The Critical 'I'

Read. React. Repeat.

Tuesday, August 03, 2004

That would be Dave Chappelle, star of "Chappelle's Show". Comedy Central has inked Chappelle to an additional two years of the show, plus a big cut of DVD sales and other incentives that could net the star about $50 million.

So I guess Chappelle's admonition back in June that the show was "ruining his life" goes out the window. (For those who haven't figured it out yet: That was part of his negotiating tactic. Chappelle himself will tell you, don't believe anything celebrities say!)

The Reuters account of the deal is valuable, because it includes so much background info on how things work in the entertainment industry:
Increasing the pressure on Comedy to close a megadeal with Chappelle was interest from other programers eager to tap his talents, including NBC Universal Television Group, according to sources, which ultimately deemed Chappelle too expensive. FX is said to have made an eight-figure offer to lure Chappelle to the network, but to no avail.

The deal also has implications beyond Comedy for Chappelle within the network's parent company, Viacom, sources said. Another component sets up Chappelle with a multimillion-dollar deal at Paramount Pictures to star in an adaptation of the autobiography of Rick James, the funk veteran whom Chappelle has lampooned on "Chappelle's Show." He may also be tapped for a different film project.

In addition, the contract is said to establish a development deal for Chappelle's production company, Pilot Boy Prods., with managing principal Mustafa Abuelhija. The pair already has a project under consideration at Comedy featuring "Chappelle's Show" contributor Paul Mooney.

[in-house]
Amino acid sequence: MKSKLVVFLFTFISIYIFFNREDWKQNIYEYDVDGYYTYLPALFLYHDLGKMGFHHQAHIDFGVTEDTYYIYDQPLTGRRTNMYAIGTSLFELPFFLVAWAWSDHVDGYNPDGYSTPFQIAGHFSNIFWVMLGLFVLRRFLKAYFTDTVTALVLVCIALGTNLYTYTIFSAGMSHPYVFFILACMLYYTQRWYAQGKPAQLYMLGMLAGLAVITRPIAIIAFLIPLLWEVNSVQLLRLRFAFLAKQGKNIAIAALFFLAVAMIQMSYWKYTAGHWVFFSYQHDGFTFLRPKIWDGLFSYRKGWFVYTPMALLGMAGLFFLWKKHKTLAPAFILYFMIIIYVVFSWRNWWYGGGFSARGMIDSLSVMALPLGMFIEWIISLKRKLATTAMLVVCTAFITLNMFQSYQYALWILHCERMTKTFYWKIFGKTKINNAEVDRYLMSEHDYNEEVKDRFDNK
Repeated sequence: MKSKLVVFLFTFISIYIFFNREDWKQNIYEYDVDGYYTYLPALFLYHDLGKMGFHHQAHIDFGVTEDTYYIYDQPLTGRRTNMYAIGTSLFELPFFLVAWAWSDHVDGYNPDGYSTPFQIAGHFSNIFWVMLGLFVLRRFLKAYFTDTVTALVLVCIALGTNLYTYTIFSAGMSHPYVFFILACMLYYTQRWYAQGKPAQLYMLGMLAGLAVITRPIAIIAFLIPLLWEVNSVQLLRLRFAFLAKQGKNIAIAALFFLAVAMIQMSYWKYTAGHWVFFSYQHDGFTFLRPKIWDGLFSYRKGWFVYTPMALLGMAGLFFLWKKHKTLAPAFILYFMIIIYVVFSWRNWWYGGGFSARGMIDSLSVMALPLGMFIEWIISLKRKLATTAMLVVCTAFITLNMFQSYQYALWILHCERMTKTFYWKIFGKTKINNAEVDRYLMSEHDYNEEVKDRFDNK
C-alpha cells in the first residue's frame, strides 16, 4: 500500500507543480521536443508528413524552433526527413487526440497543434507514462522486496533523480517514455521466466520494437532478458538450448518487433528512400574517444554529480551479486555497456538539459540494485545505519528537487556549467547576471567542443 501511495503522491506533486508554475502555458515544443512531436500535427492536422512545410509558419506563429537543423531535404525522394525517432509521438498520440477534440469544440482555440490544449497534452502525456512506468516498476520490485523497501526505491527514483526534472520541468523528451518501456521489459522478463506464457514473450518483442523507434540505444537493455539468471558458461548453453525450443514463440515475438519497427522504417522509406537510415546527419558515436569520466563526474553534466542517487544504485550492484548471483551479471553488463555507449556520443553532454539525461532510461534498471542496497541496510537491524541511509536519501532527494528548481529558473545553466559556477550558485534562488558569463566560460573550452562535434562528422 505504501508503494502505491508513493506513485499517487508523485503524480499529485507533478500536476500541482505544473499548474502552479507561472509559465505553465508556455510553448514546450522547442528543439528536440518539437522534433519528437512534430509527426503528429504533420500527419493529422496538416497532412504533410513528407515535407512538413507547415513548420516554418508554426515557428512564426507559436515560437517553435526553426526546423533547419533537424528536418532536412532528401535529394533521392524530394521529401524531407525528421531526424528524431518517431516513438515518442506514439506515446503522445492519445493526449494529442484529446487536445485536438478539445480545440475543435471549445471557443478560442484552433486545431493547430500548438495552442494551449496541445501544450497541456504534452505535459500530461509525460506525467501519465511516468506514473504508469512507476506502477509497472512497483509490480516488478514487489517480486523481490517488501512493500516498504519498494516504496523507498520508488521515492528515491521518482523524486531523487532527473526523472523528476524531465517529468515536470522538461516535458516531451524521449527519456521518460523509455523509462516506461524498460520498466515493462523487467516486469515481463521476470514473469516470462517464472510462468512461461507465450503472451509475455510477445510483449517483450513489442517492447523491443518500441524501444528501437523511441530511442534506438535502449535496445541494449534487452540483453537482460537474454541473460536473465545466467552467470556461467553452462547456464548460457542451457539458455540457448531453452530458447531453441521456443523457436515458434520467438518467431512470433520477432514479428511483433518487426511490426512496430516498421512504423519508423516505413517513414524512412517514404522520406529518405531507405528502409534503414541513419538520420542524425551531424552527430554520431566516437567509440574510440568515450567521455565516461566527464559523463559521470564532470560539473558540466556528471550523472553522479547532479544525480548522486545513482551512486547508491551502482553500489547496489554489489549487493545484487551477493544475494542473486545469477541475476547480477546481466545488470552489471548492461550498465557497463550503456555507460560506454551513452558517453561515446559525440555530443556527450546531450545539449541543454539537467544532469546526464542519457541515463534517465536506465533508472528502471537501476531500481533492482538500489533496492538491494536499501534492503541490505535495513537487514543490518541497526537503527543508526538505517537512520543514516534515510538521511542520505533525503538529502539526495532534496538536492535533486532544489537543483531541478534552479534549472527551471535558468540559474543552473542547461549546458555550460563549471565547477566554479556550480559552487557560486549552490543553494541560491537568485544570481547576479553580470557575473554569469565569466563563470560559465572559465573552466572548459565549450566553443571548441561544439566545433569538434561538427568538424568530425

Paul Mooney getting his own show? That's probably the best thing to come out of all this!

As I alluded, the DVD component is probably the biggest piece of this pie, and what's really making Chappelle smile:
Chappelle's original deal reaped barely a fraction of DVD revenues -- a source of frustration to the comedian as his second one-year deal with Comedy expired. The new deal cuts Chappelle not only a larger portion of DVD sales -- including retroactively to the first and second seasons -- but revenue from merchandising and events as well.

As DVD becomes an increasingly lucrative revenue stream for networks and studios, the format is taking a place next to syndication as a crucial deal point for profit participants. In HBO's contentious renegotiation with "The Sopranos" star James Gandolfini last year, DVD also emerged as a thorny issue.

Combining Chappelle's DVD take with his per-episode salary (estimated to be in the low-middle six figures) puts him in the league of Gandolfini and fellow Comedy executive producers Matt Stone and Trey Parker of "South Park." He is also slated to partake of a syndication sale of "Chappelle's Show," which may be a remote possibility given the series' raunchy content.
The aftermarket impact of DVD sales is huge, getting huger. It's quite a contrast from the VHS era, when tapes were never priced low enough to make them viable mass consumer items. What's more, the digitized content on those discs can be ripped relatively easily onto other storage media (backup discs, hard drives, etc.), so in theory a DVD purchase could have a very long shelf life.

But I digress...

I'm glad "Chappelle's Show" will still be around. I happen to be in that demographic sweet spot that the show attracts. I can't say I watch it religiously, but it's definitely one of the increasingly few shows that I'll sit down to watch. It could do with less scatological material, but overall is good for a few laughs. I'm not sure it can ever top the "I'm Rick James, bitch!" skit, though...